Simulations in Python


Simulations are useful for simulating events many times without actually doing them. By using python libraries such as random, we can analyze the outcomes and behavior of these events in a virtual setting, saving us the trouble from tedious experiments.

For example, what should we do if we want to get the power of three for a range of numbers? It would be too tedious to calculate this one by one. By introducing a for loop, declaring a placeholder variable 'i', and computing the power of three raised to the value of 'i', we can skillfully simplify this task to a few lines of code. Additionally, by putting the outcome into a dataframe, we can enhance clearity and facilitate better analysis.

The overall structure is as follows:

  1. Initializing an empty list: We start by creating an empty list named data, so that we can store the data inside.

  2. Iterating through a range: We utilize a for loop to iterate through a specific number of times. In this case, we input the argument 10 into range() for simplicity, so the loop variable 'i' will range from 0 to 9.

  3. Appending data to the list: We append the calculated power of 3 to the data list as a dictionary with the key 'power' and the corresponding value.

  4. Transforming the list into a DataFrame: After all data is collected, we exit the for loop and transform the list data into a DataFrame using the pd.DataFrame() function from the Pandas library.

import pandas as pd
# Create a for loop that appends text to a list, and then transform the list into a dataframe
data = [] # Initialize an empty list to store the data
for i in range(10): # Loop for 10 times
    data.append({"power": 3**i})  # Calculate the power of 3 raised to the ith exponent and append it as a dictionary 
df = pd.DataFrame(data)
df
power
01
13
29
327
481
5243
6729
72187
86561
919683
For Loop Example

A detailed explanation of for loops can be found as follows:

Random library

The random library is very useful because it allows us to generate random numbers, sample elements from certain distribution or population, shuffle the whole array, and so on! Below is a highly concise showcase of some basic functions in random library.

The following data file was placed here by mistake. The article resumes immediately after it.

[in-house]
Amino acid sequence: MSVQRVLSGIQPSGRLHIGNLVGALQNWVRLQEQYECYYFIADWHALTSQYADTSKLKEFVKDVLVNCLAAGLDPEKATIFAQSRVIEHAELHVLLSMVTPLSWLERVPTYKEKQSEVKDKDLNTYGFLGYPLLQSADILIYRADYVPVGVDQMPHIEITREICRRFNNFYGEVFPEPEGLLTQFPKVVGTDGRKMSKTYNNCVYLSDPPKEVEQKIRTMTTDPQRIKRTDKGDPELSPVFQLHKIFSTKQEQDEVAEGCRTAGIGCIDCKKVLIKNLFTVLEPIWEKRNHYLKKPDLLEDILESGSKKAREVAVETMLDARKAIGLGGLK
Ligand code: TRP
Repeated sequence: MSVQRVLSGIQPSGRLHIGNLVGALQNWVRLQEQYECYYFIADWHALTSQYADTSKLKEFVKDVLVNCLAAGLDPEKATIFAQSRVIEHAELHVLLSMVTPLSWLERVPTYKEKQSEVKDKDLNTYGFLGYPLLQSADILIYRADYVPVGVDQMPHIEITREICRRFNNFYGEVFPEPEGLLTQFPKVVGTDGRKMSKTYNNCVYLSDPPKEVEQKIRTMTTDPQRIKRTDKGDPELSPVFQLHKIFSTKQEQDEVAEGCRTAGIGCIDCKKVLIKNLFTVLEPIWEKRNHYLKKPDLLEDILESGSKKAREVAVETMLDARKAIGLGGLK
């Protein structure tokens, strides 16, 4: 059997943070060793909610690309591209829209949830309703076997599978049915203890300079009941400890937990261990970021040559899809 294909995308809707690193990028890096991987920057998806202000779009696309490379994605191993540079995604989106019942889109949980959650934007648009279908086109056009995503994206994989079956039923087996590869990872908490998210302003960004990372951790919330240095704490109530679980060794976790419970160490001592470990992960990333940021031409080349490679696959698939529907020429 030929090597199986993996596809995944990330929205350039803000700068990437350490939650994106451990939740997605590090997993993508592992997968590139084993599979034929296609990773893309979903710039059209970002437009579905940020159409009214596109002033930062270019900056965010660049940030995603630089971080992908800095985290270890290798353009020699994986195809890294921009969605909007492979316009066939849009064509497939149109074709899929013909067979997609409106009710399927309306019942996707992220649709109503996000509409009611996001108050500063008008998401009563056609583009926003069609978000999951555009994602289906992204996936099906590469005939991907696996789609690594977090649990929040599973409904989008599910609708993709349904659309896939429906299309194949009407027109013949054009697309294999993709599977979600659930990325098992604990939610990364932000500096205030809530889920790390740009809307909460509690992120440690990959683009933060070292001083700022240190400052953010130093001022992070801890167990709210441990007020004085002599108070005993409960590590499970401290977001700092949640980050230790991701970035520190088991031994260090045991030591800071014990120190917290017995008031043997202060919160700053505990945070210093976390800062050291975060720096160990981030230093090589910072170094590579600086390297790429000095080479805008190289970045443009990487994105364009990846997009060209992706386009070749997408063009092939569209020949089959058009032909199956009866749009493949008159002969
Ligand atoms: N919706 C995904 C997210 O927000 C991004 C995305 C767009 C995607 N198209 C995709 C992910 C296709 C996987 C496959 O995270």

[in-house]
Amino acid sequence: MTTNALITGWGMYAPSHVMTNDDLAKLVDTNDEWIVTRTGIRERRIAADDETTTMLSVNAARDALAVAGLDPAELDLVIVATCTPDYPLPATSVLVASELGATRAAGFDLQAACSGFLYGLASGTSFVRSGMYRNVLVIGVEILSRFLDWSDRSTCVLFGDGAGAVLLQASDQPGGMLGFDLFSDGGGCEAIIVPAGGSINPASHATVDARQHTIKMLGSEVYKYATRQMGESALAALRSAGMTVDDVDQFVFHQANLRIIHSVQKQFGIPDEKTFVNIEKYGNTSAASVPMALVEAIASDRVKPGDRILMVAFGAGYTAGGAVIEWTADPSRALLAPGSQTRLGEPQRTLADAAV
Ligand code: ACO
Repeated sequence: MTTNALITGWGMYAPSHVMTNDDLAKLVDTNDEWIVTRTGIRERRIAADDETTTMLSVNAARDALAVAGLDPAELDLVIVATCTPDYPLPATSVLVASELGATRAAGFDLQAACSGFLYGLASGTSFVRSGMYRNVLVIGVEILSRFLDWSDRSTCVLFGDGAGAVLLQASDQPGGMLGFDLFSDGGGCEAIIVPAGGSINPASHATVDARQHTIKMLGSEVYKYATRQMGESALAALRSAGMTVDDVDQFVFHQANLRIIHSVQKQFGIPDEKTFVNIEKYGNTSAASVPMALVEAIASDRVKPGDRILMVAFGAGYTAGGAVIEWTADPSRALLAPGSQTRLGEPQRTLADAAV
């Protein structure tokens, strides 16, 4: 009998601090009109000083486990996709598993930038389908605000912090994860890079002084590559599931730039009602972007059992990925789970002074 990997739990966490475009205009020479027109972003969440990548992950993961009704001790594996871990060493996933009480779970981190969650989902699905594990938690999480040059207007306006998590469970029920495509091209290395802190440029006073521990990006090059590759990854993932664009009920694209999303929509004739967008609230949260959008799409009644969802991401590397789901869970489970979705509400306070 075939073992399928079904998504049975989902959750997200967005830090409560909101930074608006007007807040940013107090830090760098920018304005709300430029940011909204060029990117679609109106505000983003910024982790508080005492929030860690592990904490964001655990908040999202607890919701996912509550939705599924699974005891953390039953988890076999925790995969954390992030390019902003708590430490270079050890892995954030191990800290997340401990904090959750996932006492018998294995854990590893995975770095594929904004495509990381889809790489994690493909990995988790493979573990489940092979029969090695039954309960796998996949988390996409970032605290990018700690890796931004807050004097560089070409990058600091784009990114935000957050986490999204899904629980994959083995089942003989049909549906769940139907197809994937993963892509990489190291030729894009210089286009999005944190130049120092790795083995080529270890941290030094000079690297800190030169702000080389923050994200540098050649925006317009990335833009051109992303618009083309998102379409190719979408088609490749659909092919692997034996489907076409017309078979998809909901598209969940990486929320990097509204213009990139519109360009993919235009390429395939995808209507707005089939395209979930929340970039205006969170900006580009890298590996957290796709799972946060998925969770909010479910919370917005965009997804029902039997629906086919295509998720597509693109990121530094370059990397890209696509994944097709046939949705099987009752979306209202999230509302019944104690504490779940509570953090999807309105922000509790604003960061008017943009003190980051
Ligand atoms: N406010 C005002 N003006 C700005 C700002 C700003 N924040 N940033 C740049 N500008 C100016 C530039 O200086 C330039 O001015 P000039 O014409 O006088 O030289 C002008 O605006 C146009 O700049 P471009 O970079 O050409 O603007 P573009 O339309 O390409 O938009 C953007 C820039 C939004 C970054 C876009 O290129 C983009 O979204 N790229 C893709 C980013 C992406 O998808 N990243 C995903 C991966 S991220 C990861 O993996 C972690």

import random
my_list = [1, 2, 3, 4, 5, 6]
random.shuffle(my_list) # shuffle the list
print("Shuffled list:", my_list)
random_element = random.choice(my_list) # choose a random element from the list
print("Random element:", random_element)
random_sample = random.sample(my_list, 3) # choose three random elements from the list
print("Random sample:", random_sample)

Shuffled list: [3, 2, 4, 6, 5, 1]
Random element: 6
Random sample: [6, 2, 3]

Random Library

A more detailed explanation of random library can be found as follows:

For example, let's generate a random integer from 1 to 6 ten times and see the results:

data = []
for i in range(10):
    data.append(random.randint(1,6)) # Returns a random number between 1 to 6
df = pd.DataFrame(data)
df
0
03
12
25
34
44
53
66
75
84
93
```
Random Library Example

By calling the randint function of random, we can generate an integer in a specified range, which is 1-6 in this case. Each iteration of the loop will generate a random number between 1 and 6 and append it to data, allowing us to simulate random events such as rolling a die or flipping a coin.

If we run this code cell again, the result will be different than the first time:

data = []
for i in range(10):
    data.append(random.randint(1,6))
df = pd.DataFrame(data)
df
0
06
16
25
31
45
56
61
71
83
93
```
Random Results

Simple Simulations (Die Roll)

What we did above was basically how to create a simulation for rolling a die! We just need to add a few more elements, such as the column name, and we will have created our first simulation.

Let's simulate rolling a six-sided die 50 times:

# Rolling a die 50 times
data = []
for i in range (50):
    roll = random.randint(1,6)
    d = {"roll" : roll}
    data.append(d)
df = pd.DataFrame(data)
df
roll
03
11
22
31
41
56
65
71
82
91
104
113
124
134
143
152
161
176
183
192
205
215
223
235
244
256
263
275
281
295
301
315
325
332
342
353
363
375
381
396
402
412
424
434
442
454
466
473
486
492
```
Simulating a die roll